Professional pole dancer Lindsay Green doesn’t just spin the pole like you might have tried on the playground. She also bends and balances her body and does aerials and contortion from high up on the pole. Her special trick involves an aerial hoop called the Lyra. “There are many different aerial apparatuses that I use,” she explains. The Lyra is a metal hoop suspended from the ceiling that Green bends around, twists around and sometimes hangs from.
Green is self-taught, but she’s been doing pole for a “long time,” she says, and Lyra for five or six years. She got to a point where she wanted to start performing and started looking for companies. Eventually she became a member of a troupe called Aerial Intensity, who perform regularly.
One of the most intriguing and eye-popping tricks in Green’s repertoire is called doubles: two pole dancers perform simultaneously, dangling from the same pole and using the strength of each other’s bodies to get into poses and do transitions. Green performs with a partner a lot and has won doubles competitions.
In 2014, Green took third place at an event in Burbank, California, in doubles. In 2012, she won first place at the Pole Classics in Los Angeles. Recently Green performed alongside Cleodora Mathers and Scarlett Xander at the Fetish and Fantasy Ball, which happens every Halloween at the Hard Rock Café in Las Vegas.
Getting into teaching was a natural transition for her. She started showing some friends how to pole, and it snowballed from there. Green is now part of an active studio, Prowess Pole Dancing, where she teaches people how to do tricks without getting injured and how to increase their strength and do more challenging pole and aerial work. Green has many students, and she trains both men and women. Green says she hopes the interest in pole work isn’t just a trend but continues to gain momentum.
There is new wave of flash-dancing beauties inspired by the James Bond and Elvis flicks of a far-gone era, but these ladies aren’t donning beehive hairdos and Nancy Sinatra knee-high boots. We’re talking about the new generation of go-go girls, led by queen-pin Miss Alexis (Alexis Borja) of BOSS Entertainment.
Miss Alexis says she hires enthusiastic girls to dance, go-go style, at all kinds of different venues, parties and festivals. “It’s sort of like ambient entertainment for parties,” she says. “We are usually on stages or on top of bars, free-styling to whatever music they throw at us.”
Prior to launching BOSS, Miss Alexis danced with a different Valley go-go crew. She says she started dancing in high school (Borja is originally from the Philippines, and moved to the Valley at age 11). She originally studied ballet, jazz and studio hip-hop, and after high school she performed with a hip-hop crew called Broken Toys.
After college, she took a year off and traveled. During her travels, Miss Alexis found herself at an exciting EDM festival—the Electric Daisy Carnival. She saw modern-day go-gos there in elaborate costumes, and this inspired her to want to do it herself.
When she returned to the Valley, she joined a team but was disappointed by their lack of costuming. “Three years after I worked for that company, after pushing and pushing, I had to just break off. I wanted people to take classes with me and I wanted to take costuming to a whole other level. Now that I’m doing my own thing I can direct the girls the way I want to direct them,” she says.
When her girls dance at District, for example, they follow the all-American theme. “We do a lot of pin-up costumes, pin-up hair and red, white and blue. Sometimes camo,” she says. For holidays they do candy cane girls. And when they dance at Gypsy Bar at Cityspace in Phoenix, they like to make things interesting with themes like “dominatrix unicorn.”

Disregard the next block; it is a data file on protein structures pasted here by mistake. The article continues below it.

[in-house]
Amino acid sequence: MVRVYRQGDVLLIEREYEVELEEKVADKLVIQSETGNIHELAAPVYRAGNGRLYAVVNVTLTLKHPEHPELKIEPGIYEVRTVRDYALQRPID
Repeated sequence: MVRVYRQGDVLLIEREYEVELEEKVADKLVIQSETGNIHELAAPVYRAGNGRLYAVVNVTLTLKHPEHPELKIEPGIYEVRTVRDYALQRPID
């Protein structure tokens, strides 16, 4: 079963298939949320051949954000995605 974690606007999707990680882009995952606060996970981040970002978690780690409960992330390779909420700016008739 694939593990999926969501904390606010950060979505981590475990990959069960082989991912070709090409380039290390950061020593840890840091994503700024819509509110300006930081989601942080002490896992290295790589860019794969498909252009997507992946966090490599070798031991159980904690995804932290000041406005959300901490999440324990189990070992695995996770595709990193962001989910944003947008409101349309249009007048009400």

BOSS Entertainment recently had a gig at the Barrett-Jackson auto auction, and they are preparing for a big show April 30 at Wet Electric—a stadium event at Big Surf in Tempe, where Dadalife will headline.
Sometimes the world of performance leads performers to become multifaceted—it’s not always enough to be a one-trick Judy. Take for example the hula-hooping, fire-walking, stilt-walking contortionist Jessica Packard.
“I started out mainly as a hula-hooper, then me and some friends created the Heady Hoop Tribe,” she says. Initially her troupe staged performances that included lots of fire LED lights and elaborate costumes. But in time, their performances dwindled. So Packard sought greener pastures.
She moved on to perform with a local company called Altitude Aerials and bonded with the owner, taking her as a sort of mentor. Packard began doing more circus-style shows and tricks and did some stage managing.
Last fall, Altitude Aerials was acquired by another performance company, Showstoppers. “Showstoppers does a lot of interactive entertainment,” Packard explains. Instead of being on a stage or hanging over a crowd, nowadays she might find herself mingling a little more as a character or personality. “Sometimes I do gigs where I’m dancing in the crowd with the guests but dressed as a weird space character,” Packard says.
But her most fun thing lately is coming up with character gimmicks built right into the setting of a party. For example, she does a lot of “champagne skirt diva” work. As Bubbles the champagne skirt diva, she is rolled onto the floor in a giant metal skeleton of a skirt with five or six different tiers holding champagne glasses. As guests arrive, she offers them glasses from her skirt. “I try to adopt a flirty and friendly demeanor,” she says.
Another gimmick Packard has developed is her living red carpet act. The general idea is that at an event, the guests will arrive and set foot on a beautiful red carpet that attaches to Packard’s waist. She plays the role of the friendly greeter, welcoming folks into their star-studded event. The job is glamorous, and many guests want photos with her.
“I really enjoy entertaining and connecting with people,” Packard says. “I’m from Alabama and my Southern side—she comes out a little bit!”
Special thanks to: Cobra Arcade Bar, Ariel Bracamonte, Chuckie Duff, Genuine Concepts, Noelle Martinez, Lalo Cota, Pablo Luna, Yai Vila, Topher Bray, Liz Brice-Heames, Volar, Mr. Matt, JJ Horner, Carlos Lopez, Nico Paredes & O Von Ordovich